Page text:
Director: Ford Beebe
Release Date: 1941
Stars: The Three Little Pigs
Canada, being part of the British empire, had been at war since September 3, 1939, when England declared war on Germany on its invasion of Poland, two days earlier.
‘The Thrifty Pig’ is the first of Disney’s four propaganda films commissioned by the Canadian government to persuade their citizens to buy war bonds to invest in the war effort. The other three being ‘7 Wise Dwarfs‘ (1941), ‘Donald’s Decision‘ (1942) and ‘All Together‘ (1942). It’s also Disney’s first propaganda cartoon.
‘The Thrifty pig’ consists of two parts, The first part cleverly reuses animation from Walt Disney’s most famous short, ‘Three little pigs’ (1933), but in this shortened version the wolf wears a Nazi costume, the bricks are made of war bonds and the union jack is waving at the wise pig’s house. The only new animation is when the wolf’s blows reveal war bonds beneath the plaster and when the wise pig says “these bricks not only stop his blowing, they will also get him going”.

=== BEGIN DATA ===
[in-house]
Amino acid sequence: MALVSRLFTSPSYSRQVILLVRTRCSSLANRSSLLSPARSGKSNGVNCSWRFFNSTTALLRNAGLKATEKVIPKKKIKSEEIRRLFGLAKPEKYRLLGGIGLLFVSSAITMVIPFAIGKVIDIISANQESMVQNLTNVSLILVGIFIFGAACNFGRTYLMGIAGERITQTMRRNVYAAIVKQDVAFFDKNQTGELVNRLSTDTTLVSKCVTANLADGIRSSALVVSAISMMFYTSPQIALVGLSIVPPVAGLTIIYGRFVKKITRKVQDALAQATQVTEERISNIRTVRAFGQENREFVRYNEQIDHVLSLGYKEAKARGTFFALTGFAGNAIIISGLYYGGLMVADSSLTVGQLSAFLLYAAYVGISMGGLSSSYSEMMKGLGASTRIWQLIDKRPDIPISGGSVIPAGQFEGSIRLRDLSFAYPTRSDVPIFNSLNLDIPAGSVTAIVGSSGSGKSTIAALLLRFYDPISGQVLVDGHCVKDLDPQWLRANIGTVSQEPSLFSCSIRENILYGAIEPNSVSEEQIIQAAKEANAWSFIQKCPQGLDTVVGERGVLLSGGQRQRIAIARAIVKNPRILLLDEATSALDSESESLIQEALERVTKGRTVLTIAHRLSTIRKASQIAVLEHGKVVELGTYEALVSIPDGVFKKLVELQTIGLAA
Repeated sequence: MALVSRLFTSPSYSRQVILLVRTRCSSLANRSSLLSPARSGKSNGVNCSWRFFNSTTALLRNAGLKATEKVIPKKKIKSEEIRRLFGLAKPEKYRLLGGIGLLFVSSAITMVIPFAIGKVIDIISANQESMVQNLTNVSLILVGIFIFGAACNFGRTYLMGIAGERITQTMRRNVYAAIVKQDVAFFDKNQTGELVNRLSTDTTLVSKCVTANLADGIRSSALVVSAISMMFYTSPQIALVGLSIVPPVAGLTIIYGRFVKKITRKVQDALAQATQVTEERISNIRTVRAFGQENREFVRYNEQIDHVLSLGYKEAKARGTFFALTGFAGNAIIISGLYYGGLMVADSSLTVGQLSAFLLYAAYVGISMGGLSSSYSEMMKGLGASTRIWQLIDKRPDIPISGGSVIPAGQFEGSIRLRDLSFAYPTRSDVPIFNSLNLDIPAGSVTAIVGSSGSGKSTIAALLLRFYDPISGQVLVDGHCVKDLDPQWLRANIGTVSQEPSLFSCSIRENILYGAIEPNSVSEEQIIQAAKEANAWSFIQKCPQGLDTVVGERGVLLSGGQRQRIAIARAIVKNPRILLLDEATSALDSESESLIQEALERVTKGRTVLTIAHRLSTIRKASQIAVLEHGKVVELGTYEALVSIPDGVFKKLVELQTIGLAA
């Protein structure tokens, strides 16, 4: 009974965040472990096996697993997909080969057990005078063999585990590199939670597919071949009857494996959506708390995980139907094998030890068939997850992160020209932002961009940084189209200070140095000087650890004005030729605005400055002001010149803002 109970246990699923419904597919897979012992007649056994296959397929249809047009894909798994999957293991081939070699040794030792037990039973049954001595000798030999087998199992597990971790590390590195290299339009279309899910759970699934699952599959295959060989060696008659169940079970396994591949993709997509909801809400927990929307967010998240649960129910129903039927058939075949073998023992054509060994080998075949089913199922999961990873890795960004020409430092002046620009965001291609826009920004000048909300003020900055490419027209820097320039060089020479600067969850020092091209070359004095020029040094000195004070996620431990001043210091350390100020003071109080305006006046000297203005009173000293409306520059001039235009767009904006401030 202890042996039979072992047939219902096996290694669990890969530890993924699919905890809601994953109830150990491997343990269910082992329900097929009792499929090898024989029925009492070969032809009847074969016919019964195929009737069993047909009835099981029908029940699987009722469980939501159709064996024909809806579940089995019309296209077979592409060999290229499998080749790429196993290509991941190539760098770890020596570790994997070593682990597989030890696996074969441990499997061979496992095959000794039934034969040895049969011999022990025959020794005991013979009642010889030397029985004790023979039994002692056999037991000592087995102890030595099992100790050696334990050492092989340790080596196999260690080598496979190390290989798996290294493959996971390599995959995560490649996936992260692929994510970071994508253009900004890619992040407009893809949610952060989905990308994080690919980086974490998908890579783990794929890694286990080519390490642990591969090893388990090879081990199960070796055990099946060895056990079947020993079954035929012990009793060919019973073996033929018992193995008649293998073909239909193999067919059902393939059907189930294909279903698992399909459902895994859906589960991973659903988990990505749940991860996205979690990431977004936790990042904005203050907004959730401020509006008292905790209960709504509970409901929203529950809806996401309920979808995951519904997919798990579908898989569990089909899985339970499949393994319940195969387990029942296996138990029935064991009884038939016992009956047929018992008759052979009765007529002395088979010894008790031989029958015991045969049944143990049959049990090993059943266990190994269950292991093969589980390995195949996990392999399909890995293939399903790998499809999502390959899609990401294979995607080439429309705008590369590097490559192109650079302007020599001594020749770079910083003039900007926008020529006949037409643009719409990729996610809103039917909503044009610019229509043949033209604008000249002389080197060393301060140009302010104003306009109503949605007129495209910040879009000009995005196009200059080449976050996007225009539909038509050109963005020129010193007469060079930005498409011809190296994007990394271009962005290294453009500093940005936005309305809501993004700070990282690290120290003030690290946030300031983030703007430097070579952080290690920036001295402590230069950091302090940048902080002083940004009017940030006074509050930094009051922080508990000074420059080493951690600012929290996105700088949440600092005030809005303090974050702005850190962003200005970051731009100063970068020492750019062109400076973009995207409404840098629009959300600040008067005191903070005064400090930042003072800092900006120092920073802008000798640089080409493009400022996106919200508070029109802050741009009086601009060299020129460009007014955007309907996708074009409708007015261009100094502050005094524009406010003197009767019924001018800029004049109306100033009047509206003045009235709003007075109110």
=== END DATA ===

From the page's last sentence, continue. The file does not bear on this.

The second part is more overtly propagandistic and uses limited animation of war machines and slogans to persuade the public to buy “more and more war certificates”. The end shot, where a plane shoots the words ‘Invest in Victory’ on the screen’ is the most powerful image of the complete film.
This two part formula would be reused in all succeeding propaganda films that had to persuade the public to invest in the governmental war industry. Apart from the Canadian commissions, we see this structure in ‘The New Spirit‘ (1942) and ‘The Spirit of ’43‘ (1943), which had to persuade American citizens to pay their income taxes in time.
Watch ‘The Thrifty Pig’ yourself and tell me what you think: